The exclusion of another 5 million citizens of over 20 ethnic nationalities from Edo state stands absolutely condemnable. We believe that this policy is akin to the apartheid white minority rule that was practiced in South Africa prior to the current majority rule of the blacks. This policy of exclusion also violates section 42 of the Nigerian constitution which states as follows: “(1) A citizen of Nigeria of a particular community, ethnic group, place of origin, sex, religion or political opinion shall not, by reason only that he is such a person:- (a) be subjected either expressly by, or in the practical application of, any law in force in Nigeria or any executive or administrative action of the government, to disabilities or restrictions to which citizens of Nigeria of other communities, ethnic groups, places of origin, sex, religions or political opinions are not made subject; or (b) be accorded either expressly by, or in the practical application of, any law in force in Nigeria or any such executive or administrative action, any privilege or advantage that is not accorded to citizens of Nigeria of other communities, ethnic groups, places of origin, sex, religions or political opinions. (2) No citizen of Nigeria shall be subjected to any disability or deprivation merely by reason of the circumstances of his birth. (3) Nothing in subsection (1) of this section shall invalidate any law by reason only that the law imposes restrictions with respect to the appointment of any person to any office under the State or as a member of the armed forces of the Federation or member of the Nigeria Police Forces or to an office in the service of a body, corporate established directly by any law in force in Nigeria.”
Section 15(5) states “The State shall abolish all corrupt practices and abuse of power.”
Section 16(1)(2) states: “(1) The State shall, within the context of the ideals and objectives for which provisions are made in this Constitution. (a) harness the resources of the nation and promote national prosperity and an efficient, a dynamic and self-reliant economy; (b) control the national economy in such manner as to secure the maximum welfare, freedom and happiness of every citizen on the basis of social justice and equality of status and opportunity; (c) without prejudice to its right to operate or participate in areas of the economy, other than the major sectors of the economy, manage and operate the major sectors of the economy; (d) without prejudice to the right of any person to participate in areas of the economy within the major sector of the economy, protect the right of every citizen to engage in any economic activities outside the major sectors of the economy. (2) The State shall direct its policy towards ensuring: (a) the promotion of a planned and balanced economic development; (b) that the material resources of the nation are harnessed and distributed as best as possible to serve the common good; (c) that the economic system is not operated in such a manner as to permit the concentration of wealth or the means of production and exchange in the hands of few individuals or of a group; and (d) that suitable and adequate shelter, suitable and adequate food, reasonable national minimum living wage, old age care and pensions, and unemployment, sick benefits and welfare of the disabled are provided for all citizens.”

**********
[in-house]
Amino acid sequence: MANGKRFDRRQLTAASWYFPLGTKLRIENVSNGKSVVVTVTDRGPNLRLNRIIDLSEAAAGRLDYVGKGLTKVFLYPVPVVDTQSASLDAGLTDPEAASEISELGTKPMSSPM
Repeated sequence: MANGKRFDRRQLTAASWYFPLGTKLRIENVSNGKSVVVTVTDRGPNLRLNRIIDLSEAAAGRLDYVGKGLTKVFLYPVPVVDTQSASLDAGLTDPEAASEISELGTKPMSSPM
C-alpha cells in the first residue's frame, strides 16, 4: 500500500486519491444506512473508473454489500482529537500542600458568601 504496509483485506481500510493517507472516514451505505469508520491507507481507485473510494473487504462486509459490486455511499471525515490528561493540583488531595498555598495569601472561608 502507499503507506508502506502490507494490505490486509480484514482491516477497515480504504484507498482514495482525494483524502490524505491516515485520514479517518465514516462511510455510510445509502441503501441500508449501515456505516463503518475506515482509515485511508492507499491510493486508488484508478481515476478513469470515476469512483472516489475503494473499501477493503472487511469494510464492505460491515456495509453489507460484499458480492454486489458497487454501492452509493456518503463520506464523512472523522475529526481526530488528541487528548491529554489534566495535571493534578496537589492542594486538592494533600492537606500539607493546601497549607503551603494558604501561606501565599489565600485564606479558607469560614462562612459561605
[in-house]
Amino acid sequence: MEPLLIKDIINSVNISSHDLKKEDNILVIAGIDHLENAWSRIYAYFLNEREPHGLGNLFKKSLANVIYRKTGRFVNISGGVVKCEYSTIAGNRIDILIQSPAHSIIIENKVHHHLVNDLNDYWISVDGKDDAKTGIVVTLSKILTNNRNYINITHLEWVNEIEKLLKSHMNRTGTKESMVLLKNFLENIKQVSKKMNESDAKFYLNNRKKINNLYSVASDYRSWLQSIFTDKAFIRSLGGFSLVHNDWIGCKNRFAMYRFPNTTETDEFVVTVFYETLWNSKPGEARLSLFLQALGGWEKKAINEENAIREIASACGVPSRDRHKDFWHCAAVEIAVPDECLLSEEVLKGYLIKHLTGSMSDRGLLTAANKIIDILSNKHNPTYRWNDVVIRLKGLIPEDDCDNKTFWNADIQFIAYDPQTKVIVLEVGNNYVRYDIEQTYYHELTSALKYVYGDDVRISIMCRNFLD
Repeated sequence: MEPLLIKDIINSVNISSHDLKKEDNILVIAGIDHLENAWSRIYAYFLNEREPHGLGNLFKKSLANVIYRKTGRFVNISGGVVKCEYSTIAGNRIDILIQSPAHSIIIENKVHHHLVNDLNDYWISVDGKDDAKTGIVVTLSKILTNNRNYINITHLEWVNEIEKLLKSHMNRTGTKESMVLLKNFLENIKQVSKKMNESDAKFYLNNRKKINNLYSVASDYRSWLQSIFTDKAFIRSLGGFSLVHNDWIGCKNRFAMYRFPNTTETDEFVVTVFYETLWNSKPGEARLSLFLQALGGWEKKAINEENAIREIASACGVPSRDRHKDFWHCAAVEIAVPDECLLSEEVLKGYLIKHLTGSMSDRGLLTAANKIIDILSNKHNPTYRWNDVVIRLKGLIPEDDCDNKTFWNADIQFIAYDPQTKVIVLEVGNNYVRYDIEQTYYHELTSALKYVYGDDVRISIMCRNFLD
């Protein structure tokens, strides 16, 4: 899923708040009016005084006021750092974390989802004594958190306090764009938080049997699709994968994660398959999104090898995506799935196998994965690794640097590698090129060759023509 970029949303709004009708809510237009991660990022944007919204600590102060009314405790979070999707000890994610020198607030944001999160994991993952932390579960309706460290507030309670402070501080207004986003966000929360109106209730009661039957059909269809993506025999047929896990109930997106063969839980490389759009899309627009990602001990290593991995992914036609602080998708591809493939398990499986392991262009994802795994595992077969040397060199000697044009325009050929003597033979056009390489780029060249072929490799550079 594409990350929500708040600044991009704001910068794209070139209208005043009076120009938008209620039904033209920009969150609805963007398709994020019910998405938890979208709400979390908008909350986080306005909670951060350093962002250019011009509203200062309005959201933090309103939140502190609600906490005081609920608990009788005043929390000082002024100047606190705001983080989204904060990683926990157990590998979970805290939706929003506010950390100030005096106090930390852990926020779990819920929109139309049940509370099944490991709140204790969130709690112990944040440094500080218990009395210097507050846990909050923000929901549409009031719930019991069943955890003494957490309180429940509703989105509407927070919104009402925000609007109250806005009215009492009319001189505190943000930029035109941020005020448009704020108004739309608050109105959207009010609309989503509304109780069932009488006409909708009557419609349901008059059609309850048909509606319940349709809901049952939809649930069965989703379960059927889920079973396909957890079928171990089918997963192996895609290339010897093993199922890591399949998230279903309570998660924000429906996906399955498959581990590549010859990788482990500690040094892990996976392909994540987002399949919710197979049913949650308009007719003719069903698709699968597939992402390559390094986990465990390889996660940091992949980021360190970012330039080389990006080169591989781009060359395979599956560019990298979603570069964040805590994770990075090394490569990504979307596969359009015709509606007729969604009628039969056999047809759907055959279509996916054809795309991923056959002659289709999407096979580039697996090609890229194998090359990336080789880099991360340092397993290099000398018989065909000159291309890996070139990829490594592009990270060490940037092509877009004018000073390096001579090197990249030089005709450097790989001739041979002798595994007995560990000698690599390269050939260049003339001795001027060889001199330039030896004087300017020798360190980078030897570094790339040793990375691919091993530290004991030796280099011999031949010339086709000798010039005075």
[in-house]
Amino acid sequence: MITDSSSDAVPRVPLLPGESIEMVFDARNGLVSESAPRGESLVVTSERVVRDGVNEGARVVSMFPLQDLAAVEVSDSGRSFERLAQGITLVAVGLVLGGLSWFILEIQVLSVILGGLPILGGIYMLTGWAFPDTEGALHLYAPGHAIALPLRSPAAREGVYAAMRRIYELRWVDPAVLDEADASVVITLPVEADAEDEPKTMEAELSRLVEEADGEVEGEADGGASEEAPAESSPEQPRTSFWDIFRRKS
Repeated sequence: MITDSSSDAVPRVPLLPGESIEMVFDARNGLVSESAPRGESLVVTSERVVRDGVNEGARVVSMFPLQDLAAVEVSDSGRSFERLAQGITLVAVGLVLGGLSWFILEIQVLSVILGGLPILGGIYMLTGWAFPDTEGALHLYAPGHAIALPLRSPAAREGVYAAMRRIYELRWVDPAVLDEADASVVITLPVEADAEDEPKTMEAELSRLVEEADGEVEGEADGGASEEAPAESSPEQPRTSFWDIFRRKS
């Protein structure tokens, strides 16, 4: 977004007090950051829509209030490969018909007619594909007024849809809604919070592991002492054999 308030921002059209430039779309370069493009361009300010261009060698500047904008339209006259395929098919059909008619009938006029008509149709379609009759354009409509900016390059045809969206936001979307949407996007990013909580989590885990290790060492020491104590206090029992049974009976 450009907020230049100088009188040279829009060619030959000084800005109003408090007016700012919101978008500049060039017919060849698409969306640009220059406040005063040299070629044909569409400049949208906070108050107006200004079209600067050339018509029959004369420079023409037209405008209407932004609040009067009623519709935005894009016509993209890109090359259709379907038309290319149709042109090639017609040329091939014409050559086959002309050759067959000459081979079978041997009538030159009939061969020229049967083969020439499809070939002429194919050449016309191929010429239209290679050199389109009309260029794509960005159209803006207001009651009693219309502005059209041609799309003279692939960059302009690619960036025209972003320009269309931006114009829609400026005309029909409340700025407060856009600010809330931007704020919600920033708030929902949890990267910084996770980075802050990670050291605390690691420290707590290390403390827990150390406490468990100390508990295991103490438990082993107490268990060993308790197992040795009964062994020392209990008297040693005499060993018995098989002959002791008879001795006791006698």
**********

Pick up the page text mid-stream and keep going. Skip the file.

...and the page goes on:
The exclusion of the south east and Edo State, which is provocative, unconstitutional, primitive and discriminatory, is said to be a fallout of what has been described as the dirty politics that preceded the approval of the loan request which President Muhammadu Buhari presented twice to the National Assembly and eventually got approved by the Senator Ahmed Lawan-led ninth Senate.
The eighth Senate under the very ebullient and activist Bukola Saraki had rejected the loan on the grounds of lack of details.
However, in a total show of shame, the 9th Senate ignored all requests to allow for debate on the details of the loan and approved the document amidst protest and uproar.